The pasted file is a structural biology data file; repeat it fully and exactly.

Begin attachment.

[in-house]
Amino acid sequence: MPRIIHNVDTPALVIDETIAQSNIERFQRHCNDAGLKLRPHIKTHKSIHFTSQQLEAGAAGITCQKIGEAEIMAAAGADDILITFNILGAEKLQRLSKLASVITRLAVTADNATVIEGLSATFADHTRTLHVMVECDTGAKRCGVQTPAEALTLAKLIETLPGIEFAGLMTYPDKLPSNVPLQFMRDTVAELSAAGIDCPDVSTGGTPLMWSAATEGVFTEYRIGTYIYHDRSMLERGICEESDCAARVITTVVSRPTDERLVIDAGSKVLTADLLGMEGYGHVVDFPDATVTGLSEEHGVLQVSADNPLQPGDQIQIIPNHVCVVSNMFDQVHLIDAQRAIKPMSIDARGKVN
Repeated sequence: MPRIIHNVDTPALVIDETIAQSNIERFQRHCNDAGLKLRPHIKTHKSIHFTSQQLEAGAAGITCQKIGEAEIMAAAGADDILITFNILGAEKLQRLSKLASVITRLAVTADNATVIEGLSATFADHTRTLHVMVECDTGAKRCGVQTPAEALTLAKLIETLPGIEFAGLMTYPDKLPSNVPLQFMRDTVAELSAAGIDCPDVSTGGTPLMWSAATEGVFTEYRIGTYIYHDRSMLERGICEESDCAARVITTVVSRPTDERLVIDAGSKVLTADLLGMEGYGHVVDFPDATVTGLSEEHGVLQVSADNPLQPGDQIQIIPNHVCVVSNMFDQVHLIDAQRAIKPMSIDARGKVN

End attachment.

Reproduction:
[in-house]
Amino acid sequence: MPRIIHNVDTPALVIDETIAQSNIERFQRHCNDAGLKLRPHIKTHKSIHFTSQQLEAGAAGITCQKIGEAEIMAAAGADDILITFNILGAEKLQRLSKLASVITRLAVTADNATVIEGLSATFADHTRTLHVMVECDTGAKRCGVQTPAEALTLAKLIETLPGIEFAGLMTYPDKLPSNVPLQFMRDTVAELSAAGIDCPDVSTGGTPLMWSAATEGVFTEYRIGTYIYHDRSMLERGICEESDCAARVITTVVSRPTDERLVIDAGSKVLTADLLGMEGYGHVVDFPDATVTGLSEEHGVLQVSADNPLQPGDQIQIIPNHVCVVSNMFDQVHLIDAQRAIKPMSIDARGKVN
Repeated sequence: MPRIIHNVDTPALVIDETIAQSNIERFQRHCNDAGLKLRPHIKTHKSIHFTSQQLEAGAAGITCQKIGEAEIMAAAGADDILITFNILGAEKLQRLSKLASVITRLAVTADNATVIEGLSATFADHTRTLHVMVECDTGAKRCGVQTPAEALTLAKLIETLPGIEFAGLMTYPDKLPSNVPLQFMRDTVAELSAAGIDCPDVSTGGTPLMWSAATEGVFTEYRIGTYIYHDRSMLERGICEESDCAARVITTVVSRPTDERLVIDAGSKVLTADLLGMEGYGHVVDFPDATVTGLSEEHGVLQVSADNPLQPGDQIQIIPNHVCVVSNMFDQVHLIDAQRAIKPMSIDARGKVN